"It has been definitely and clearly established and settled, by the decisions of this court and of the federal Supreme Court, that a statute or a municipal ordinance, which is fairly referable to the police power of the state or municipality, and which discloses upon its face, or which may be shown aliunde, to have been enacted for the protection, and in furtherance, of the peace, comfort, safety, health, morality, and general welfare of the inhabitants of the state or municipality, does not contravene or infringe the several sections of the state and federal Constitutions invoked by the appellants herein, and cannot be held invalid as wrongfully depriving the appellants of any right or privilege guaranteed by the Constitution, state or federal; the reason and basis underlying such decisions being *787 that the personal and property rights of the individual are subservient and subordinate to the general welfare of society, and of the community at large, and that a statute or ordinance which is fairly referable to the police power has for its object the `greatest good of the greatest number.'"

An ordinance prohibiting prostitution is clearly referable to the police power of local government. We believe the ordinance here in question discloses on its face a purpose to protect and further the health, morality and general welfare of the citizenry, and that it furthers its purpose in a reasonable way. We now consider appellants' specific constitutional arguments.

They assert that enforcement of the ordinance would infringe upon the constitutionally guaranteed right of privacy insofar as it would proscribe private sexual conduct between consenting adults. Clearly, no privacy interests of the individual corporations and proprietorships is being asserted here. Rather, it is the right of its employees and customers to engage in certain sexual activities which appellants seek to have protected. Relief is requested not on the basis of some unconstitutionally incurred loss or injury appellants themselves might suffer, but rather on the basis of perceived rights of third persons who are not party to this litigation. Assuming in this instance that appellants have vicarious standing[2] to assert the rights of its masseuses and customers, we nevertheless find no merit in appellants' claim.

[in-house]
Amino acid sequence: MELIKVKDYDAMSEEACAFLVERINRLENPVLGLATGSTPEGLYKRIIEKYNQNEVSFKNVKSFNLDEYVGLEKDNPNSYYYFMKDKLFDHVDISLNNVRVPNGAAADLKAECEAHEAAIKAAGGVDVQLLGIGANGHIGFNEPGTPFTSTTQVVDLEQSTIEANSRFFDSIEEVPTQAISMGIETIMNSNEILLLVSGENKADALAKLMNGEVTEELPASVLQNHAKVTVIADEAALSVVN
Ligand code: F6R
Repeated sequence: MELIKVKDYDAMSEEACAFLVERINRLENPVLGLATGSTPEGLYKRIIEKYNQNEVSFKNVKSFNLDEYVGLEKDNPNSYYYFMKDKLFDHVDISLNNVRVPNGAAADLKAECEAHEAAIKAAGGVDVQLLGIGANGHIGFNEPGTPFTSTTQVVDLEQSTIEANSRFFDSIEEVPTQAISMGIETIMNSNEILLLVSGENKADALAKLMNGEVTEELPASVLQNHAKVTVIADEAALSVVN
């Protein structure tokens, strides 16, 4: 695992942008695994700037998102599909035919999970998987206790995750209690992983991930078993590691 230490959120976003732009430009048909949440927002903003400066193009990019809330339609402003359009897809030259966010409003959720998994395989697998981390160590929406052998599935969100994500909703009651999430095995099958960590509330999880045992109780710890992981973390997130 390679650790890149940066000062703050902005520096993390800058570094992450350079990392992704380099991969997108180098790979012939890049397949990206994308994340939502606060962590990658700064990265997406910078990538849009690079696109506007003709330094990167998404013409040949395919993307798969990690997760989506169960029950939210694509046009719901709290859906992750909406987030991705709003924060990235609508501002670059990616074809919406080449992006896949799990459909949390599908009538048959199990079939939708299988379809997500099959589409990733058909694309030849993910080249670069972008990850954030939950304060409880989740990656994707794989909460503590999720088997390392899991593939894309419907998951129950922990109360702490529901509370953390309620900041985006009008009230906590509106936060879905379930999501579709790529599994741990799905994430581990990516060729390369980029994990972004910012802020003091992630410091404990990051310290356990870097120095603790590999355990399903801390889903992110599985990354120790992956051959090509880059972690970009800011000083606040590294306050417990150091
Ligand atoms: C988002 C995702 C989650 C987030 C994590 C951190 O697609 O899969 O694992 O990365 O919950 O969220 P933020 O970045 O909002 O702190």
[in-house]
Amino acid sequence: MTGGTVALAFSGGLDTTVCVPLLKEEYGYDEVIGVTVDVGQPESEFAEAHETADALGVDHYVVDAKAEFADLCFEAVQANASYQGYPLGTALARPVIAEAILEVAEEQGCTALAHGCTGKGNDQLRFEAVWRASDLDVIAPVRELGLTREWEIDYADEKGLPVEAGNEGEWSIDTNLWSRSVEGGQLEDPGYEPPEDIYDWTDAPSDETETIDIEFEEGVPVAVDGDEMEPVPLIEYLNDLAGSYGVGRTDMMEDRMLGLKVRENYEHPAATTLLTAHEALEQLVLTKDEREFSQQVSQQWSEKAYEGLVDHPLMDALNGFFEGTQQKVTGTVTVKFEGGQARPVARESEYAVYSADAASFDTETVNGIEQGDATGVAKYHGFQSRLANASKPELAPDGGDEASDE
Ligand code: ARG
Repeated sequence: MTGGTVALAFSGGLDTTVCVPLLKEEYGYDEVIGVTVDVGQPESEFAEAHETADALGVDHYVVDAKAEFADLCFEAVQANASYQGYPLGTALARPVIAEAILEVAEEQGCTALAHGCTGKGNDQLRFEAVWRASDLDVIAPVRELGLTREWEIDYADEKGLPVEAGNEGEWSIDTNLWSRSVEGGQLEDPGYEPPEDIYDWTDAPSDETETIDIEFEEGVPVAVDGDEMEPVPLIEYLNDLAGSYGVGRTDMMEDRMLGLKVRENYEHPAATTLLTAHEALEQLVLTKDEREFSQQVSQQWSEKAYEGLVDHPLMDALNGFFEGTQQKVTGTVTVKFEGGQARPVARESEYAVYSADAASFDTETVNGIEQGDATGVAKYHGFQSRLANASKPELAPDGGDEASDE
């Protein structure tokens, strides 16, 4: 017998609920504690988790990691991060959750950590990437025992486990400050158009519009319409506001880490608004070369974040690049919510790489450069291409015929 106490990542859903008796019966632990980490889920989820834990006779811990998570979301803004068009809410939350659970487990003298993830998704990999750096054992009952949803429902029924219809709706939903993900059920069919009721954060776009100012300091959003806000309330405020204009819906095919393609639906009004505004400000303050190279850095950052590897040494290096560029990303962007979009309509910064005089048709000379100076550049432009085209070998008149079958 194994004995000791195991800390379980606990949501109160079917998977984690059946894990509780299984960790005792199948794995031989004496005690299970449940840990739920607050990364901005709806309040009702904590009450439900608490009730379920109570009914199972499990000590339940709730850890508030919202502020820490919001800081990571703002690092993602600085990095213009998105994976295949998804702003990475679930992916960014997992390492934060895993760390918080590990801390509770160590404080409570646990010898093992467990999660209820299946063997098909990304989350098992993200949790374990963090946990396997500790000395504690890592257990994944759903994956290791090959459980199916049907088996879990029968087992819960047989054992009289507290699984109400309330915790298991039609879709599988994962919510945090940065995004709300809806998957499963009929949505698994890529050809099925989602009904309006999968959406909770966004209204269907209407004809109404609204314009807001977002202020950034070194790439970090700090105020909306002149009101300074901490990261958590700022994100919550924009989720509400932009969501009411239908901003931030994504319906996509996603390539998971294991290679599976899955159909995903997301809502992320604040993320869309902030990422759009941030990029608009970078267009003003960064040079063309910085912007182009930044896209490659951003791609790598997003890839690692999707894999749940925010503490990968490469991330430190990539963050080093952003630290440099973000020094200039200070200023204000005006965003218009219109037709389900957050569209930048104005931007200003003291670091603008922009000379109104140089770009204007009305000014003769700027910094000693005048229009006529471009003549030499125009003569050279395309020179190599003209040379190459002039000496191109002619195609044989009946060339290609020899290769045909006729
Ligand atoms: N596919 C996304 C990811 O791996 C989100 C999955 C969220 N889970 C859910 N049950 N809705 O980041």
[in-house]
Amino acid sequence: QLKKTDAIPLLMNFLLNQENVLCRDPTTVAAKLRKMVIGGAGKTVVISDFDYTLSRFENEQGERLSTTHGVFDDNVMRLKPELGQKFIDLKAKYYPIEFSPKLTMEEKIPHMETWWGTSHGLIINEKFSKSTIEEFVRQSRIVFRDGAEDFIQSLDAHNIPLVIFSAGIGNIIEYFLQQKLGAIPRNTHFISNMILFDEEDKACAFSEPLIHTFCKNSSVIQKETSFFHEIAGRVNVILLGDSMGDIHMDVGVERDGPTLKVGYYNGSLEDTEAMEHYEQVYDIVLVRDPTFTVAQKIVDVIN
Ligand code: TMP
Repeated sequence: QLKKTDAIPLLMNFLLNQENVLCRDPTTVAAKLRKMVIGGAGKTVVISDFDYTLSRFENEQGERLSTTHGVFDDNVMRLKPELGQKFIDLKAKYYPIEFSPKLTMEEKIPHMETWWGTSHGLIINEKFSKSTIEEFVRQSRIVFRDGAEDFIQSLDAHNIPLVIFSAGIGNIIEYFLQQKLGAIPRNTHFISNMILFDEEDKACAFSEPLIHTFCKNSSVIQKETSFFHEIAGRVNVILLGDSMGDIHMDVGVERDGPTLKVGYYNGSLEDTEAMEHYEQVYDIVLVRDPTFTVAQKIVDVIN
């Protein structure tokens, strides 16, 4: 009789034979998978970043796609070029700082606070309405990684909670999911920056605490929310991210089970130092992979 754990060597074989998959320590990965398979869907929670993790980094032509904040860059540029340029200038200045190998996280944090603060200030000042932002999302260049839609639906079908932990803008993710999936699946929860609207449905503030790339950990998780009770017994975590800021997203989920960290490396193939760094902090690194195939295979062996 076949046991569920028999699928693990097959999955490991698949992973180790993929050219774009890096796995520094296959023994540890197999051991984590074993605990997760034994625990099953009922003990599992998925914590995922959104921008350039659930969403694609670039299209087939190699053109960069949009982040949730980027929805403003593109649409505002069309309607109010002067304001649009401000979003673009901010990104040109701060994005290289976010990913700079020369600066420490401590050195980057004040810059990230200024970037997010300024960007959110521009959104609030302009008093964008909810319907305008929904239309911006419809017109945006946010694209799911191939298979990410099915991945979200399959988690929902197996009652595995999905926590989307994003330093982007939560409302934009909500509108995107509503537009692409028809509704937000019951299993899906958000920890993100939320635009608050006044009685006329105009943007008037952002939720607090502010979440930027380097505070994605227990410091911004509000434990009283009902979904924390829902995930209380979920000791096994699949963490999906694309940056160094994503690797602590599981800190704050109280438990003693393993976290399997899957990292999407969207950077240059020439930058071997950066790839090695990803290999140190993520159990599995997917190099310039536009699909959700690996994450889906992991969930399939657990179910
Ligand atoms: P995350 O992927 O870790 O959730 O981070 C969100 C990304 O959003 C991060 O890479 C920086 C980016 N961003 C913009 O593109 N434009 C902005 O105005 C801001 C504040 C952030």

The Supreme Court has recognized that a right of personal privacy, or a guarantee of certain areas or zones of privacy, does exist under the Constitution." . . . [T]he decisions make it clear that only personal rights that can be deemed `fundamental' or `implicit in the concept of ordered liberty,' . . . are included in this guarantee of personal privacy." Roe v. Wade, supra, 410 U.S., at 152, 93 S.Ct., at 726. "This privacy right encompasses and protects the personal intimacies of the home, the family, marriage, motherhood, procreation, and child rearing." Paris Adult Theatre I v. Slaton, 413 U.S. 49, 65-66, 93 S. Ct. 2628, 2639, 37 L. Ed. 2d 446 (1973) (citations omitted). Appellants urge that implicit in the concept of ordered liberty is the fundamental privacy right of its employees and patrons to participate in sexual massage activities in the seclusion afforded by appellants' massage establishments. For support, they look principally to Griswold v. Connecticut, 381 U.S. 479, 85 S. Ct. 1678, 14 L. Ed. 2d 510 (1965) and Stanley v. Georgia, 394 U.S. 557, 89 S. Ct. 1243, 22 L. Ed. 2d 542 (1969). Reliance on these cases is unavailing, however. Griswold and Stanley, and other decisions cited by appellants,[3] in no way intimate that there exists an absolute and unqualified right of privacy, sexual or otherwise. The conclusion which can more readily be drawn from the cases is that the right to privacy is not without limit as to places and relationships. United States v. McKean, 338 A.2d 439 (D.C.App.1975).